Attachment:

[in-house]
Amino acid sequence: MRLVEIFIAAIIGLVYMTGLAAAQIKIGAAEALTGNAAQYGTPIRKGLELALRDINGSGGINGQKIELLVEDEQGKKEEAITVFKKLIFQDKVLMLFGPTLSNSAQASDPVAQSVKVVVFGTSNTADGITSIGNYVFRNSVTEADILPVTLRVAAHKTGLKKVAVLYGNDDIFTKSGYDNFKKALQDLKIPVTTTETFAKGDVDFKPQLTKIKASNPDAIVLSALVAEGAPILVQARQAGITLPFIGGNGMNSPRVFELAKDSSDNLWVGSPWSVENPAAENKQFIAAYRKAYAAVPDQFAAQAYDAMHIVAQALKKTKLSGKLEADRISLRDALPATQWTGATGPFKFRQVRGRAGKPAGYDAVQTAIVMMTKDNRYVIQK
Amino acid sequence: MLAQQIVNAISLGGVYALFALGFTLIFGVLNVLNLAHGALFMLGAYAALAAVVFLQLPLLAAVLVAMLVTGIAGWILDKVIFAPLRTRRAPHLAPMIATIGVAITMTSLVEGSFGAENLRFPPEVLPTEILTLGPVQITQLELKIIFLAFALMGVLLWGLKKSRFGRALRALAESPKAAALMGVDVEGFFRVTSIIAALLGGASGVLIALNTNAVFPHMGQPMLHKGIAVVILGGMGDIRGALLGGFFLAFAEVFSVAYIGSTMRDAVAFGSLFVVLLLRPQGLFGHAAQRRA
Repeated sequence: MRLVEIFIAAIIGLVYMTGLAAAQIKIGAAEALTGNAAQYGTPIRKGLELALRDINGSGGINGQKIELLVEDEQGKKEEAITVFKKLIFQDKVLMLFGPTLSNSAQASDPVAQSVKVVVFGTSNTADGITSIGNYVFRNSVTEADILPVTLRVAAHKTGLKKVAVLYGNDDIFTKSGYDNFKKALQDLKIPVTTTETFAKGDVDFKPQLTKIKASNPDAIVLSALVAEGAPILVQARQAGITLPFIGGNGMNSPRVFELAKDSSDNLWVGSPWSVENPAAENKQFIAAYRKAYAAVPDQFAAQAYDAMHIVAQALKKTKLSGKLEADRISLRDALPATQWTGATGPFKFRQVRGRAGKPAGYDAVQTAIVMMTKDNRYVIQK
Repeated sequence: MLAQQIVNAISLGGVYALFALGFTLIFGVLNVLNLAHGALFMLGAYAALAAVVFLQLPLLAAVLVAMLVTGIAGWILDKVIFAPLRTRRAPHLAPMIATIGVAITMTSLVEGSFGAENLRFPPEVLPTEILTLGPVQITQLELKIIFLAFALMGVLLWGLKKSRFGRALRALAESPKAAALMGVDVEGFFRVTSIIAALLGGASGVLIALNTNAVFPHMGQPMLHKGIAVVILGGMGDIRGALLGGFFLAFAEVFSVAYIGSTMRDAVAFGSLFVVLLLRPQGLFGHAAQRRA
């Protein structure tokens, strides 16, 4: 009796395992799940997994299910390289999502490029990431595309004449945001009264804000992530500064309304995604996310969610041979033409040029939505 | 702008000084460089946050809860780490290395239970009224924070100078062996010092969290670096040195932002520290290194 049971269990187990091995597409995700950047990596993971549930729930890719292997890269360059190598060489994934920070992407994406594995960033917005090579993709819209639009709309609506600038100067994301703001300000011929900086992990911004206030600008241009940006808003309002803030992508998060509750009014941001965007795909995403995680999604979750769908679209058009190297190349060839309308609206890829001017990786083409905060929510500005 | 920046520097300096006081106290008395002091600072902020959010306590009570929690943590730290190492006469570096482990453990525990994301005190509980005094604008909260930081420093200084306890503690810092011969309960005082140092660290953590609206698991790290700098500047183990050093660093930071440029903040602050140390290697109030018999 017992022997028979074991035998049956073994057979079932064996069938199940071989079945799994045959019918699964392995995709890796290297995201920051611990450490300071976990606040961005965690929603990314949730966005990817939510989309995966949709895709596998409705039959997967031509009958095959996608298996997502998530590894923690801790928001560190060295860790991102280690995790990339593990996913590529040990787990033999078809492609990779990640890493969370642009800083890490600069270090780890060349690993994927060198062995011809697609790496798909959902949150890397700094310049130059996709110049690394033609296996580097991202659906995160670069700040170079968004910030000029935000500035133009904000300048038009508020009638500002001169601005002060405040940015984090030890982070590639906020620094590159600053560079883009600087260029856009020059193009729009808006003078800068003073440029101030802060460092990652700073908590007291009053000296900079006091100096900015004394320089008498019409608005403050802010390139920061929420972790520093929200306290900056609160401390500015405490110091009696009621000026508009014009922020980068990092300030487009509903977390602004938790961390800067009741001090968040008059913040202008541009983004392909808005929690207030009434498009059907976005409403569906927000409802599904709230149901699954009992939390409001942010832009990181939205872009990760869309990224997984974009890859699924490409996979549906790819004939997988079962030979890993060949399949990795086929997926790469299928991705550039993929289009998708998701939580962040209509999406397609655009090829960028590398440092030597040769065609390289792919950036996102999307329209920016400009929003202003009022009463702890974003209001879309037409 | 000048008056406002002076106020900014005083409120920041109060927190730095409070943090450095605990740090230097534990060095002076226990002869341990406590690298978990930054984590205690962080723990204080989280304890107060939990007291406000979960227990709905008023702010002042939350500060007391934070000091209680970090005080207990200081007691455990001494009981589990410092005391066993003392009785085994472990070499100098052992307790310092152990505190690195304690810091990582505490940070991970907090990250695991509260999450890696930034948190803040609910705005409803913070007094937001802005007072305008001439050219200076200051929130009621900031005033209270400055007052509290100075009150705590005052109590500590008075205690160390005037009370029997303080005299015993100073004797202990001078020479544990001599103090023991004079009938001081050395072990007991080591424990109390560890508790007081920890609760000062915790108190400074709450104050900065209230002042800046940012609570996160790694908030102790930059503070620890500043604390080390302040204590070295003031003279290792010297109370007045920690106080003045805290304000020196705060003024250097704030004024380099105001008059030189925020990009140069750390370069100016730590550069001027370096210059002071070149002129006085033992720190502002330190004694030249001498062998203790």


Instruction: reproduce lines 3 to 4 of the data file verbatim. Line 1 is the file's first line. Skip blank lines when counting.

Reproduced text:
Amino acid sequence: MLAQQIVNAISLGGVYALFALGFTLIFGVLNVLNLAHGALFMLGAYAALAAVVFLQLPLLAAVLVAMLVTGIAGWILDKVIFAPLRTRRAPHLAPMIATIGVAITMTSLVEGSFGAENLRFPPEVLPTEILTLGPVQITQLELKIIFLAFALMGVLLWGLKKSRFGRALRALAESPKAAALMGVDVEGFFRVTSIIAALLGGASGVLIALNTNAVFPHMGQPMLHKGIAVVILGGMGDIRGALLGGFFLAFAEVFSVAYIGSTMRDAVAFGSLFVVLLLRPQGLFGHAAQRRA
Repeated sequence: MRLVEIFIAAIIGLVYMTGLAAAQIKIGAAEALTGNAAQYGTPIRKGLELALRDINGSGGINGQKIELLVEDEQGKKEEAITVFKKLIFQDKVLMLFGPTLSNSAQASDPVAQSVKVVVFGTSNTADGITSIGNYVFRNSVTEADILPVTLRVAAHKTGLKKVAVLYGNDDIFTKSGYDNFKKALQDLKIPVTTTETFAKGDVDFKPQLTKIKASNPDAIVLSALVAEGAPILVQARQAGITLPFIGGNGMNSPRVFELAKDSSDNLWVGSPWSVENPAAENKQFIAAYRKAYAAVPDQFAAQAYDAMHIVAQALKKTKLSGKLEADRISLRDALPATQWTGATGPFKFRQVRGRAGKPAGYDAVQTAIVMMTKDNRYVIQK